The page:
How to Deal with Premenstrual Binge Eating?

Premenstrual syndrome, in addition to such unpleasant symptoms as oily skin, fatigue, and bad mood, is also fraught with an increased feeling of hunger. How can you deal with premenstrual binge eating?

Why do we crave unhealthy foods?

Prior to the menstrual cycle, significant hormonal changes occur in the female body, leaving an imprint on both the habitual lifestyle (metabolism slows down, so neither training nor diets will bring visible results these days) and appearance (on premenstrual days, the body is prone to fluid retention, which is manifested by swelling, morning bags under the eyes and slight weight gain).

The main question remains topical: why do you want to eat so much during this period, especially sweet and fatty foods? The thing is that during this period the nervous system is overstrained, and in order to calm it down, it is especially important to receive a sufficient amount of the hormone serotonin.

This is due to the work of the neurotransmitter system: the nerve cells of the taste apparatus perceive sweetness or fat and give a signal to produce opioids, including endorphins. These chemical compounds are produced in the brain and bring pleasure and calm.

In addition, they can even temporarily reduce pain and stress. It is not for nothing that food is the most accessible source of pleasant emotions for many women. Therefore, overeating during PMS is not uncommon for many ladies.

How to avoid premenstrual weight gain?

Luckily, there are some good tips to help you avoid gaining weight during PMS.

Increase the calorie corridor

During this period, even if you are losing weight, you can afford some indulgences – plus 150-200 kcal to the usual daily calorie content. If you practice regular fasting days, do not plan them for the PMS period – your body does not need extra stress.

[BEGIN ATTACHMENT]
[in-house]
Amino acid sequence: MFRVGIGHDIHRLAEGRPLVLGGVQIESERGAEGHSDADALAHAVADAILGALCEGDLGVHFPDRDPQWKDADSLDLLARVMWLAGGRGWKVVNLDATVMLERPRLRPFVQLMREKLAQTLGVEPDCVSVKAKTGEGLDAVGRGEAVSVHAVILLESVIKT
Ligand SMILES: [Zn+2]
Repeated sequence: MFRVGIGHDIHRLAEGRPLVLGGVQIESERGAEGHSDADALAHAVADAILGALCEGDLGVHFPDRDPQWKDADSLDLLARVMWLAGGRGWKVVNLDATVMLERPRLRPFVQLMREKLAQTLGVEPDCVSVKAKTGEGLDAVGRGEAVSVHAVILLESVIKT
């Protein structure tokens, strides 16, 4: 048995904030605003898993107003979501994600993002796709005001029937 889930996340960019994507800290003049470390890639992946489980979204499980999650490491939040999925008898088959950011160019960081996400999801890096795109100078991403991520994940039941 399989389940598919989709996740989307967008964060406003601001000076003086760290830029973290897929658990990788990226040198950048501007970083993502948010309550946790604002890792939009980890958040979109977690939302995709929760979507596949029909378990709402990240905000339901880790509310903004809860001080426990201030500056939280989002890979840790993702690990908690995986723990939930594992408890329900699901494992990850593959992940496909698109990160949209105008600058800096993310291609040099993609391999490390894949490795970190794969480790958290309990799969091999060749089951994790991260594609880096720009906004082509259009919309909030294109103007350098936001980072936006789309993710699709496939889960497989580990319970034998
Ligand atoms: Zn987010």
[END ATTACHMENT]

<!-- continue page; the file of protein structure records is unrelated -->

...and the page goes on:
Cut down on salt

This will help to avoid swelling. Moreover, you should eliminate smoked meats from the diet. Increase the number of vegetables on the menu – they are rich in potassium, which is involved in water metabolism and removes excess fluid.

According to the recommendations of the American Dietetic Association, you need to eat from 450 to 700 g of non-starchy vegetables (broccoli, bell peppers, and asparagus) and fruits per day!

Eat the “right” sugar

Many women cannot resist sweets at this time. In order for progesterone to perform its functions, blood glucose levels must be stable. Sweets are a simple, but not the best way to raise your blood glucose levels.

It is more effective to do this with foods containing complex carbohydrates (whole grain bread, cereals, and fruits). Moreover, thanks to such a diet, 50% of women find it possible to reduce the bright manifestations of PMS significantly, and in 10% of cases, they can completely get rid of discomfort.

To make it easier to endure food restrictions purely psychologically, you can afford some healthy sweets (natural marmalade and marshmallow, dark chocolate, dried fruits without added sugar, and dates).

Get more cheese, fish, and nuts

In order to cope with nervous tension during this period, your body should produce a sufficient amount of the hormone serotonin. Your task is to provide yourself with building material for its synthesis with the help of nutrition.

The menu should include foods containing tryptophan, an essential amino acid precursor of serotonin (it is found in chocolate, cocoa, protein foods – turkey, rabbit, cod, tuna, seafood, nuts, and hard cheeses).

By the way, tryptophan is better absorbed with complex carbohydrates. An ideal addition to foods containing this amino acid would be a wholegrain side dish or bread.

Women need about 300-350 mg of tryptophan per day. Such an amount is contained, for example, in 50 g of almonds or hard cheese, in 100 g of turkey, rabbit or squid.

Take vitamins. Various vitamins and microelements help the absorption of tryptophan. Primarily, these are vitamins C and group B, magnesium. To get a daily dose of all the necessary micronutrients, you need vegetables and fruits (the same 400-700 g per day).

Drink herbal teas

In order to reduce irritability and depression, supplement your diet with herbal teas from chamomile, yarrow, marigold or lemon balm. It is better to refuse strong black tea, coffee, and alcohol – they can aggravate mood swings.

During this period, your doctor may recommend supplements with magnesium, which have a calming effect and can help you avoid emotional overeating.

Find alternative sources of comfort

It can be anything but food: meditation, any body treatments, audiovisuals, music, or reading.

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